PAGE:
- Unique Expository style
- A detailed commentary on the Gospels
- Viewed by many as the most practical ever written
- These editions maybe more concise than others published editions
Bishop J. C. Ryle's Expository Thoughts on the Gospels, were first published in 1856 and met with such a warm welcome from evangelical Christians of all denominations that they were reprinted in 1887, 1896 and subsequently in 1956. The final reprint in 1987 is still available today.
Bishop J. C. Ryle's account is an encouraging treatment of the Gospels — the life of Christ as told by Matthew "the gift of Jehovah", Mark, Luke "the beloved physician", and John "the son of thunder" under the direction of God's Spirit. The teachings and miracles of our Savior come to life in a powerful way, producing deeper devotion and increased commitment in the hearts of those who follow the Master.
About the Author
On May 10, 1816, John Charles Ryle was born to John and Susanna Ryle of Macclesfield, Cheshire County, England. He was educated at Eton and Christ Church, Oxford, where he was Craven Scholar in 1836. He was a fine athlete who rowed and played cricket for Oxford, and he took a first class degree in Greats. He was offered a college fellowship, which he declined. As the son of a wealthy banker, he was destined for a career in politics. Ryle took a different direction and answered a call to ordained ministry.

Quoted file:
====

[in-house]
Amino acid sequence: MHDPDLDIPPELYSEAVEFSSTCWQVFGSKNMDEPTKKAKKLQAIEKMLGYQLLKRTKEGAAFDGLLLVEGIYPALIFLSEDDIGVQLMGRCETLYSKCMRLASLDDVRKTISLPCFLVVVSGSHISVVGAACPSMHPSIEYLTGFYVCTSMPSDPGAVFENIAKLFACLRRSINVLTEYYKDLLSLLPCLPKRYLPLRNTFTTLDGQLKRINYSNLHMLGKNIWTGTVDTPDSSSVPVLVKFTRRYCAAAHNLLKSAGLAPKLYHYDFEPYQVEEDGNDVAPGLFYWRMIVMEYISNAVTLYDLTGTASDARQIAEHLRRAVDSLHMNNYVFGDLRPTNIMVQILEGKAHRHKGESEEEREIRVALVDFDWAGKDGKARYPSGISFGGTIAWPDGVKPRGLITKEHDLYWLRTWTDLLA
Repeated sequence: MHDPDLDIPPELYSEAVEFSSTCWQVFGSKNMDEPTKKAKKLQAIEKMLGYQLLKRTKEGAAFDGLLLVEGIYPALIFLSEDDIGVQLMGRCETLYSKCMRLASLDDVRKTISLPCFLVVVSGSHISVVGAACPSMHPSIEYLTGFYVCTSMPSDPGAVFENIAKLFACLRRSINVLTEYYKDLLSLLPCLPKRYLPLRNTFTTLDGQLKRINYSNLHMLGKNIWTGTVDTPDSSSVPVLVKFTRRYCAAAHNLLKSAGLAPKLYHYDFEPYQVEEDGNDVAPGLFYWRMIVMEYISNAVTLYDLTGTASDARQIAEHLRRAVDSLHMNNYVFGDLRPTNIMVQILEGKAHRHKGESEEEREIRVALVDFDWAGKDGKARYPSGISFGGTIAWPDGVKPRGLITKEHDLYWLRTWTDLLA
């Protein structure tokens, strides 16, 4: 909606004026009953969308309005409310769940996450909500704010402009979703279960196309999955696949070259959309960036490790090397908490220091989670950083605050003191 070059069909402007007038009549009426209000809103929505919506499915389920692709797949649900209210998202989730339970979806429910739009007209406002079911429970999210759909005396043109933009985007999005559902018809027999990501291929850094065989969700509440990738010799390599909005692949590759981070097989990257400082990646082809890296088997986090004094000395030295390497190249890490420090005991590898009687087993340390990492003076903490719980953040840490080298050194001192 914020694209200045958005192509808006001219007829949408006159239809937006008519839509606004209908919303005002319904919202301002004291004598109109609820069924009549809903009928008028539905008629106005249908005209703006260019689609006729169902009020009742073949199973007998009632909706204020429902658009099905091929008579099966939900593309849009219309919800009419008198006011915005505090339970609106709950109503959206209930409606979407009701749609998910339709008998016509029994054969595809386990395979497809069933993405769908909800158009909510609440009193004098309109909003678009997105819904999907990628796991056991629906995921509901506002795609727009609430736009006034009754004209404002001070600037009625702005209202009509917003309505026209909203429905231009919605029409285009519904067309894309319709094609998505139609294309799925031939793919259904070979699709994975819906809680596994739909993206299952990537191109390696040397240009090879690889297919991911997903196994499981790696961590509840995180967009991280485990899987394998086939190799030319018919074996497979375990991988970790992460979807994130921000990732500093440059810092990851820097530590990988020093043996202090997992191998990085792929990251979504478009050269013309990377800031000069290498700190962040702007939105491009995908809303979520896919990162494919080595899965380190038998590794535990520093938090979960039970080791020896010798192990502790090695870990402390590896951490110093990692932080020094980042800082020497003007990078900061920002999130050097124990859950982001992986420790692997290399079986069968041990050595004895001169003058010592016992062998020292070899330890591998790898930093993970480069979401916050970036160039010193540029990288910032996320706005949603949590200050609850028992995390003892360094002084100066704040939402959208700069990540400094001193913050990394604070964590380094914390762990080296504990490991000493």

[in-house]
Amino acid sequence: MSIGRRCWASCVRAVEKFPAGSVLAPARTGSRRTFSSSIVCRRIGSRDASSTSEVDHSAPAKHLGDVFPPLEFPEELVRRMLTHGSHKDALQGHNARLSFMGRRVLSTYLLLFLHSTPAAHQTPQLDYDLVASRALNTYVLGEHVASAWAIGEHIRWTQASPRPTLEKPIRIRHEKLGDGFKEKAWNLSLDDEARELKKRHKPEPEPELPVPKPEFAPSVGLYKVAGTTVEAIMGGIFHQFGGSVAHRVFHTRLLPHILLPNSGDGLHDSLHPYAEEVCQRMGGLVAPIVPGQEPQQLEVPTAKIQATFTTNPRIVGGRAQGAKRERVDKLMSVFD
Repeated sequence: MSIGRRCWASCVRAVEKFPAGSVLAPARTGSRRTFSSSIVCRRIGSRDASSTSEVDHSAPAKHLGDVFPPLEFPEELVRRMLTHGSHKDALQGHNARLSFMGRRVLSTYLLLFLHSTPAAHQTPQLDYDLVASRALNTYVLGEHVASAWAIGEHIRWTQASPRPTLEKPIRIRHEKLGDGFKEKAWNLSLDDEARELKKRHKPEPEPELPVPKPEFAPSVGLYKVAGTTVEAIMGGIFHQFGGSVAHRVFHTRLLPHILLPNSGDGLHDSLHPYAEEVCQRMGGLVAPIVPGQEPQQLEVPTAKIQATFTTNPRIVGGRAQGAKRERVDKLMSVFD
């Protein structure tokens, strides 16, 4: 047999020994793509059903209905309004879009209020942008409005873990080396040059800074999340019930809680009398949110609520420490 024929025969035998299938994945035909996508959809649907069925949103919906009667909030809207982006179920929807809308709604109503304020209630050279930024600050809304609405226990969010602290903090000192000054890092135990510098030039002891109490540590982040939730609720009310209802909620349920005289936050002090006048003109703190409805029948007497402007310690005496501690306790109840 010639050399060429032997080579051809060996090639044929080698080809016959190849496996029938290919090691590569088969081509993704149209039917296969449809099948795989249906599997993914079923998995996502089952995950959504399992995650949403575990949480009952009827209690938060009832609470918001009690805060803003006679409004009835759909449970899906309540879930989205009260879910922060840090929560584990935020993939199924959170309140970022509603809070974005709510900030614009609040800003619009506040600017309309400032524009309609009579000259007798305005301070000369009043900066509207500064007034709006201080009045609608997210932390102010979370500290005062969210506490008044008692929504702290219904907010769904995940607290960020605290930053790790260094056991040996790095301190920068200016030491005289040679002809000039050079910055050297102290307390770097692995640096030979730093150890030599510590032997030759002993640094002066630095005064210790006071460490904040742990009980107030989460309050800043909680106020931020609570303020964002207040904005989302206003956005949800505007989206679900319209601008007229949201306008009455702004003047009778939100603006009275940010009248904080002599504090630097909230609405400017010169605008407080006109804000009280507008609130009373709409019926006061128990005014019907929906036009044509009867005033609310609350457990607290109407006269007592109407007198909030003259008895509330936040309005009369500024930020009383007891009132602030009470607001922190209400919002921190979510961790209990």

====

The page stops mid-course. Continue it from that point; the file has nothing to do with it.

After holding a curacy at Exbury in Hampshire, Ryle became rector of St Thomas's, Winchester in 1843, and rector of Helmingham, Suffolk in 1844, and then went on to be vicar of Stradbroke in 1861. He was named honorary canon of Norwich in 1872. In 1880, at age 64, he became the first Anglican bishop of Liverpool, at the recommendation of Prime Minister Benjamin Disraeli.
Bishop Ryle was thoroughly evangelical and was uncompromising in his principles. He best expressed this in his writings in the Thirty-nine Articles of Religion. Some of the best known published titles by Bishop Ryle are:Christian Leaders of the last Century(1873), Practical Religion (1878) and Holiness(1879). In addition he published nearly 100 tracts.
In February, 1900, the at the age of 83, Ryle retired after many years of faithful ministry. In his diocese, he exercised a vigorous and straightforward preaching ministry, and was a faithful pastor to his clergy, exercising particular care over ordination retreats. He formed a clergy pension fund for his diocese and built over forty churches. Bishop Ryle was buried in the All Saints' Church, Childwall, Liverpool, in June of 1900.
Bishop Ryle is an evangelical champion . . . One of the bravest and best of men.
A masterly commentary. Very suggestive, and offers helpful devotional thoughts on every passage
A distillation of true Puritan theology presented in a highly readable and modern form.